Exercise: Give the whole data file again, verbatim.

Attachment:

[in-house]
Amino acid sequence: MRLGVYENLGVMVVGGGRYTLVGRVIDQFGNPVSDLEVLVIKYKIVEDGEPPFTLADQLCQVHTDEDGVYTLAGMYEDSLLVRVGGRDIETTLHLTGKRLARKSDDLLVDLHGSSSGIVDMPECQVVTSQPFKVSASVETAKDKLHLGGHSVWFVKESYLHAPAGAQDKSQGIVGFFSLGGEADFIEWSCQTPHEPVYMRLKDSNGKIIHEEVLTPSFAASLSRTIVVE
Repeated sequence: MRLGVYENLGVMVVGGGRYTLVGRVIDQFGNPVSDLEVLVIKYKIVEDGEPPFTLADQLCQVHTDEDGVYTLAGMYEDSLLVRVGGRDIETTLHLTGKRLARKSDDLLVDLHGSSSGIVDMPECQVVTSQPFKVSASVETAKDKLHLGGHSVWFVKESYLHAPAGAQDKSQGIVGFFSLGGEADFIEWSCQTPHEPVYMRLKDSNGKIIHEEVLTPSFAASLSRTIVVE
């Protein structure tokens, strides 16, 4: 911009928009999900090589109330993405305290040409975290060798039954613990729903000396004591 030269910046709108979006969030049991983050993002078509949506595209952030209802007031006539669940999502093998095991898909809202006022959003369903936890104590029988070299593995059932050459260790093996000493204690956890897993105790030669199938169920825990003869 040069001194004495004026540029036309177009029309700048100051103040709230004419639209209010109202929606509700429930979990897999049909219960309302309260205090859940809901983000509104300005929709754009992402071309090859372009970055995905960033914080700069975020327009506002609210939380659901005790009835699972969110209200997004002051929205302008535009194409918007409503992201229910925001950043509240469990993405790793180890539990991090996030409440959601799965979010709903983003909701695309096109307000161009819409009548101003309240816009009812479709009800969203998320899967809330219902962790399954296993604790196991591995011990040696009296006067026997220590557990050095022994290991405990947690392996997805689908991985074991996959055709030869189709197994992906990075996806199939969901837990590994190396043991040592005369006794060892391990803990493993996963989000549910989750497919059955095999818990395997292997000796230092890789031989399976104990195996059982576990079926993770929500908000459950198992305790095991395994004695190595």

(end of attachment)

[in-house]
Amino acid sequence: MRLGVYENLGVMVVGGGRYTLVGRVIDQFGNPVSDLEVLVIKYKIVEDGEPPFTLADQLCQVHTDEDGVYTLAGMYEDSLLVRVGGRDIETTLHLTGKRLARKSDDLLVDLHGSSSGIVDMPECQVVTSQPFKVSASVETAKDKLHLGGHSVWFVKESYLHAPAGAQDKSQGIVGFFSLGGEADFIEWSCQTPHEPVYMRLKDSNGKIIHEEVLTPSFAASLSRTIVVE
Repeated sequence: MRLGVYENLGVMVVGGGRYTLVGRVIDQFGNPVSDLEVLVIKYKIVEDGEPPFTLADQLCQVHTDEDGVYTLAGMYEDSLLVRVGGRDIETTLHLTGKRLARKSDDLLVDLHGSSSGIVDMPECQVVTSQPFKVSASVETAKDKLHLGGHSVWFVKESYLHAPAGAQDKSQGIVGFFSLGGEADFIEWSCQTPHEPVYMRLKDSNGKIIHEEVLTPSFAASLSRTIVVE
């Protein structure tokens, strides 16, 4: 911009928009999900090589109330993405305290040409975290060798039954613990729903000396004591 030269910046709108979006969030049991983050993002078509949506595209952030209802007031006539669940999502093998095991898909809202006022959003369903936890104590029988070299593995059932050459260790093996000493204690956890897993105790030669199938169920825990003869 040069001194004495004026540029036309177009029309700048100051103040709230004419639209209010109202929606509700429930979990897999049909219960309302309260205090859940809901983000509104300005929709754009992402071309090859372009970055995905960033914080700069975020327009506002609210939380659901005790009835699972969110209200997004002051929205302008535009194409918007409503992201229910925001950043509240469990993405790793180890539990991090996030409440959601799965979010709903983003909701695309096109307000161009819409009548101003309240816009009812479709009800969203998320899967809330219902962790399954296993604790196991591995011990040696009296006067026997220590557990050095022994290991405990947690392996997805689908991985074991996959055709030869189709197994992906990075996806199939969901837990590994190396043991040592005369006794060892391990803990493993996963989000549910989750497919059955095999818990395997292997000796230092890789031989399976104990195996059982576990079926993770929500908000459950198992305790095991395994004695190595």